Much ado about Joss
Buffy the Vampire Slayer
Much Ado About Nothing
He changed TV forever with Buffy, Avengers Assemble proved once and for all the primacy of geek pop culture – now Joss Whedon wants us to rediscover Shakespeare’s funny side, he tells DONALD CLARKE
What do you do when, after a few complicated years of cult confusion, you write and direct the third most successful film in cinema history? Well, if you’re Joss Whedon – in town this week for the Jameson Dublin International Film Festival – you shuffle your stock company into the living room and shoot a monochrome version of William Shakespeare’s Much Ado About Nothing.
If there’s an art to being Joss Whedon, it’s tied up with the ability to put unexpected spins on familiar material. Though he got an Oscar nomination for co-writing Toy Story, Whedon didn’t properly register as a personality until the first airing of Buffy the Vampire Slayer in 1997. To that point, female heroines in horror had been little more than prettified victims. Whedon’s TV series made a kick-ass (not to mention thump-face) of the title character.
“That was a deliberate attempt to forward a feminist agenda,” he says. “It had to do with my politics and my upbringing. All my stuff is about the same thing. It’s about people who are overlooked or helpless. Because I tend to look upon myself as overlooked and helpless.”
Oh come on, dude! Last year, his take on Marvel’s The Avengers – bringing together Iron Man, Hulk and another mess of superheroes – took in $1.5 billion worldwide. Only Avatar and Titanic have accumulated more loot. Overlooked and helpless? “Oh look at me.”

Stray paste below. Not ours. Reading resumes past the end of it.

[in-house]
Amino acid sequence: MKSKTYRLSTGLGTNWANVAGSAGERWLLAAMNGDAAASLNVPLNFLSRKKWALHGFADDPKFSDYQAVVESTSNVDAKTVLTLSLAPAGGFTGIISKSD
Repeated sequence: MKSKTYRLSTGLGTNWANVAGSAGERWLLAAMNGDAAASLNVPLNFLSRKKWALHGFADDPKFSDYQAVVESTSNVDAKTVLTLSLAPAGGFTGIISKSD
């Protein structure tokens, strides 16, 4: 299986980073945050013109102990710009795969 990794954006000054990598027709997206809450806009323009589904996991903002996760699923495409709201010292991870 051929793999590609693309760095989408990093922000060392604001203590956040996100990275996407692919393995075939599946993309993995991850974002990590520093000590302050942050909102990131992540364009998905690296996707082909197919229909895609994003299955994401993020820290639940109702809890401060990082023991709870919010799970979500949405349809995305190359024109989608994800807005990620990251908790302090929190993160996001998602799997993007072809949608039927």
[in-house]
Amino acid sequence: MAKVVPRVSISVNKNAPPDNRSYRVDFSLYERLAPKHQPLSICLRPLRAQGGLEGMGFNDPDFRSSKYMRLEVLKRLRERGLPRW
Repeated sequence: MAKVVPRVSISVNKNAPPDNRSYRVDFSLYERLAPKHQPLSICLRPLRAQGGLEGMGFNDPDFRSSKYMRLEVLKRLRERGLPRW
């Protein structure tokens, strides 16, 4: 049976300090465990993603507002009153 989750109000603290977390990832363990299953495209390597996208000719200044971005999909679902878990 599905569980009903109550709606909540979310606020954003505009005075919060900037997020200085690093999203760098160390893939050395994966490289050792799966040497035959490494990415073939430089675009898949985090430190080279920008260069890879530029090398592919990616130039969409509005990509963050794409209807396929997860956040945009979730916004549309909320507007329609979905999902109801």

Now 48, Whedon is a hugely articulate, unstoppably amusing raconteur. He has perfect timing and a good line in heightened comic impersonations. For all his gifts, however, he can’t have imagined that he could ever have generated such a fervent following. Even his flops have evolved into cults. For example, supporters of his fine, hastily cancelled TV space opera Firefly were instrumental in allowing him to make the movie spin-off called Serenity.
Much of the appeal stems from Whedon’s determination to treat pop culture – comics, sci-fi, horror – as high art. Now, with Much Ado About Nothing, he’s flipped the aesthetic and brings pop cultural sensibilities to high art.
Tackling a Shakespearean comedy was a brave move. The tragedies tend to fare better on film: more action, less twisty chatter.
“I never thought about that,” he says. “But I think you are right and the comedies I have seen adapted tend to stress the drama. They seek something else in it. As a result, the comedy falls a little flat. It’s to do with having the right actors. Shakespeare is very funny. But people don’t take comedies seriously – even his.”
That’s right. Just look how poorly comedies fare at the Oscars. “Ha ha! Yes. They’ll say: ‘Is this a meaningful Shakespeare work or is it one of his comedies?’”
Much Ado could hardly be more different to The Avengers. Following that behemoth, he invited a bunch of regular collaborators (Alexis Denisof, Amy Acker, Nathan Fillion) to his Santa Monica house for a furious few weeks of shooting.
“I actually got more sleep that way,” he says. “I’d roll out of bed and find them all there. At one point, my son came down the stairs and said: ‘Where are all the people I know?’”